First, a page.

on their overnight roost along the Platte River in Nebraska.
Sandhill cranes on their overnight roost along the Platte River in Nebraska. © Chris Helzer/The Nature Conservancy

Stories in Indiana

Kankakee Sands Nature Notes

Learn about the many wonderful plant and animal species at Kankakee Sands in our monthly Nature Notes articles written by TNC staff.

Alyssa Nyberg Restoration Ecologist

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A Bird, A Plane, A Sandhill Crane

Though she has been offered a leaf blower, my dear friend chooses to rake her leaves the old-fashioned way, because she wants to be sure to hear the melodious, rattling trumpet-like call of the sandhill cranes as they fly over! She doesn’t want to miss a single awe-inspiring moment.

And November is the time to hear them! Sandhill cranes (Antigone canadensis) are most readily seen and heard in Indiana during the month of November. When we are harvesting seed at Kankakee Sands, we hear and see them flying overheard in groups of two to twenty.

Most are making their way to Jasper-Pulaski Fish and Wildlife Area, just 35 miles from Kankakee Sands, where the cranes congregate in the thousands. The best viewing at Jasper-Pulaski is at dawn at dusk in mid-November from Goose Pasture Viewing Area, where more than 30,000 cranes gather to socialize before heading to nearby roosting areas for the night, or after waking in the morning before dispersing to nearby agricultural fields. It’s quite a site!

As far as birdwatching goes, a sandhill crane is a fairly easy bird to see and recognize. This slender, slate grey bird with a bright red patch on its head is nearly four feet tall! When in flight, its legs and neck are outstretched, unlike the heron and the Canada goose. Its unique loud, trumpeting call can be heard from two miles away. Sandhill cranes are not overly shy, so they’re easy to spot and watch as they graze in agricultural fields.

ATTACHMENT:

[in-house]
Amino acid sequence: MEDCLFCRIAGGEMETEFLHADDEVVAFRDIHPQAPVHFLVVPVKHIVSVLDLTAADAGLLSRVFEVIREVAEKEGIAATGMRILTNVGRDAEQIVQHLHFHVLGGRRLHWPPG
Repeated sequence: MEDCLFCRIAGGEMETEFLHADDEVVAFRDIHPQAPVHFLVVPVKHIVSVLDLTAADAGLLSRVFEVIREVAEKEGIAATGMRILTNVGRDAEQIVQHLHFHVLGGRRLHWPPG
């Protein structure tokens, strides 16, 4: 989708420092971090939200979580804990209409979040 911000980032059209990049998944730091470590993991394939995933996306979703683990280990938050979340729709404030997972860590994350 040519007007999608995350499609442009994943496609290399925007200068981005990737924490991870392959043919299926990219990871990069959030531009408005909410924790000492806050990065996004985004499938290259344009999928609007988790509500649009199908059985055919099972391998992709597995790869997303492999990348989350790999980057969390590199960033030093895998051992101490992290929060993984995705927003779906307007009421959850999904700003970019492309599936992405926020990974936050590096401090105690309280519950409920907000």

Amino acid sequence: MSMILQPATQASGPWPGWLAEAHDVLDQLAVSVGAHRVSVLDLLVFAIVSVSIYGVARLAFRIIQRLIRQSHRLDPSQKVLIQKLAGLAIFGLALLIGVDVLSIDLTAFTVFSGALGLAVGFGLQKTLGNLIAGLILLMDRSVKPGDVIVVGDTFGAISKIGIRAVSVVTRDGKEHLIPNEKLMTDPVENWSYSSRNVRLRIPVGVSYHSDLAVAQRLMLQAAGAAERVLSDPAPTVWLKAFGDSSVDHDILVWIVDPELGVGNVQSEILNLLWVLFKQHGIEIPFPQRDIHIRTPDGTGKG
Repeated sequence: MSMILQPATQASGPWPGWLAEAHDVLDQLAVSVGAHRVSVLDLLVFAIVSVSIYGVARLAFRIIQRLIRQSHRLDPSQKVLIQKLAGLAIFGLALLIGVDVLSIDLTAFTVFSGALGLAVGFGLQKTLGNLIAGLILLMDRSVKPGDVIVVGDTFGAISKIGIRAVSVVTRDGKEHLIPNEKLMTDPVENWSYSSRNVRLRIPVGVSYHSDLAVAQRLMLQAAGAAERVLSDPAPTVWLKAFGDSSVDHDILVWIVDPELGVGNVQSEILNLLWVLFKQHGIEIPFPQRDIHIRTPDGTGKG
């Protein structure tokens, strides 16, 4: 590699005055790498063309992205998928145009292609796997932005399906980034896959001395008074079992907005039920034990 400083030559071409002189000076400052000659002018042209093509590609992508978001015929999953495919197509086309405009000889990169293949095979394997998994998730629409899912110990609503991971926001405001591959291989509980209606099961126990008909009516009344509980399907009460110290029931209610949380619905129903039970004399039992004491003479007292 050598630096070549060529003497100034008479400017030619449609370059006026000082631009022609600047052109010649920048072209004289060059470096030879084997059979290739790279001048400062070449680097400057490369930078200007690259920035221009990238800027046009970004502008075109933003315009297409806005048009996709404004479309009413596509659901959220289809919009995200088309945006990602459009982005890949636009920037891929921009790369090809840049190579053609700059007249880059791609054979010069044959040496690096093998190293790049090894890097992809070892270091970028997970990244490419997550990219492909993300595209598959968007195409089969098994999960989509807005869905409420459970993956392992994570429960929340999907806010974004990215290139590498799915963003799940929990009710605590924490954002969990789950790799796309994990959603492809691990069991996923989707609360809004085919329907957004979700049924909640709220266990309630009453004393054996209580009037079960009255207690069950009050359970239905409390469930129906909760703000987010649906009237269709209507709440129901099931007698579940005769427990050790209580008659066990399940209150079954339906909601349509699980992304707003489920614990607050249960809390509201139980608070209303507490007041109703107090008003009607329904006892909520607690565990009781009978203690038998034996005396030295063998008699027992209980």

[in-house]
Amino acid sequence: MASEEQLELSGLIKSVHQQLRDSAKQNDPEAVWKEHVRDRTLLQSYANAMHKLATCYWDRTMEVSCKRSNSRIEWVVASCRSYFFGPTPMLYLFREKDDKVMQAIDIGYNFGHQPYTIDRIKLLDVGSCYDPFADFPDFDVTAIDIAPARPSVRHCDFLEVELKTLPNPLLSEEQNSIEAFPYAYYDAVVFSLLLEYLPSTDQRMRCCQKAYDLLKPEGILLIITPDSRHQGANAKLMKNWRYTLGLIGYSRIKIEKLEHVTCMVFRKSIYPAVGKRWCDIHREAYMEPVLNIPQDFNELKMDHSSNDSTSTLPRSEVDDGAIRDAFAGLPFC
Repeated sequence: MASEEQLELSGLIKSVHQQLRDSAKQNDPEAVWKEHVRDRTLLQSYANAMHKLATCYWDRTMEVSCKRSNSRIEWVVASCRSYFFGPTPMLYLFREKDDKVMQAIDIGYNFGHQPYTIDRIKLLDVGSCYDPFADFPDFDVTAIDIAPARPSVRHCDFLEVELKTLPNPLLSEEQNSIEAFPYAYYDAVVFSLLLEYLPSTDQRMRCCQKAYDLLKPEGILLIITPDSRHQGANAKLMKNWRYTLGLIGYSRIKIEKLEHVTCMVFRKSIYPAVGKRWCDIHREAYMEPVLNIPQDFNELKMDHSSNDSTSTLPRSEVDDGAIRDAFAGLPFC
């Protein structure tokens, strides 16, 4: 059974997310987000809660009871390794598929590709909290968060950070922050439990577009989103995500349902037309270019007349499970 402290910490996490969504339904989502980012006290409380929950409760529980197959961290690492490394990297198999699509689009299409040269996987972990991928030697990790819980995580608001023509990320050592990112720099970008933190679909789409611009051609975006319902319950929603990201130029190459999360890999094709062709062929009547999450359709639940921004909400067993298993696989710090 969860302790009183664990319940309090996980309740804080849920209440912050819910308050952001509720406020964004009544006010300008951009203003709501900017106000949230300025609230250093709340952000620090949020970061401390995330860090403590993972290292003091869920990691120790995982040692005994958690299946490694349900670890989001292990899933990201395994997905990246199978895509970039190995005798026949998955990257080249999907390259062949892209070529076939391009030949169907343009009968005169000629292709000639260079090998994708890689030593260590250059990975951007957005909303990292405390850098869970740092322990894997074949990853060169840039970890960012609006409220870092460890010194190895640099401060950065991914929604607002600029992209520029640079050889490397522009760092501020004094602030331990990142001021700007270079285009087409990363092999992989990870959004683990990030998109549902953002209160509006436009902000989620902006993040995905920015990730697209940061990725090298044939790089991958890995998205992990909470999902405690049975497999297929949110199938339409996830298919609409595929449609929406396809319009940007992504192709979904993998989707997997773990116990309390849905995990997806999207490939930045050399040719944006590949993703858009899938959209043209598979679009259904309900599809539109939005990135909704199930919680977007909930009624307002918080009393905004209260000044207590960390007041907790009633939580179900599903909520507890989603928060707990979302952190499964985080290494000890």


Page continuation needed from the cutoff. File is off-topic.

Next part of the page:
When nature gives its cue--in the form of cold temperatures—sandhill cranes will migrate down to Florida, Texas or Mexico to overwinter near shallow lakes or rivers adjacent to agricultural areas, pastures, grasslands, and wetlands. There will be a few individuals, however, that will linger in our Indiana area, migrating only after the cornfields are covered in thick layers of snow, rendering their food sources--grain, berries, tubers, insects, snails, and small amphibians, reptiles, birds and mammals--inaccessible. 

In the spring, the sandhills will migrate back through Indiana, and continue as far north as Canada and Alaska to their breeding grounds. A select few may stay in Indiana for the summer to raise young if they can find their preferred habitat of open wetlands, marshes, lakes, wet meadows and wet prairies, like those in Nebraska’s sandhills, for which the crane was named.

And indeed, we have wet meadows, and wet prairies at Kankakee Sands. Over the past few years, we had suspected that we had a mated pair of sandhill cranes at Kankakee Sands.This spring our Kankakee Sands staff stumbled upon two adults and a fluffy tan-colored fledgling just hours old!

Mated pairs build their large nests, nearly 40 inches in diameter, on the ground. One to three eggs are laid in the nest, though typically only one of the three eggs is successful.

Young are born with their eyes open, covered in a tan down that blends well with the surrounding marshy vegetation, and leave the nest within a few hours of being born. Staying on the move helps to keep ahead of predators such as foxes, raccoons, coyotes, crows, eagles, and owls. The young stay with their parents all through their first winter and will disperse the following spring.

Sandhill cranes mate for life. At age two, cranes will select a partner. This life-long decision is largely dependent on a spring courtship dance which involves the spreading of wings, graceful jumping, leaping, head pumping, and bowing. The dancing of one male can inspire other males to dance, thus eliciting a dancing frenzy!

There are moments in nature when you are moved by an experience. Sometimes it is something overwhelmingly massive, like the coming together of 30,000 sandhills, other times is the one lone chick, covered in down, just hours old, staring back at you. You never know when it might happen, but when it does, it’s unforgettable.

Be sure to get outside this fall to listen for the sandhill cranes. When you do, you’ll give yourself the chance for an unforgettable awe-inspired experience. You never know when or where it’ll happen, but rest assured that if you are out in nature, it will happen.

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Alyssa Nyberg is restoration ecologist for The Nature Conservancy's Kankakee Sands project in Newton County, Indiana.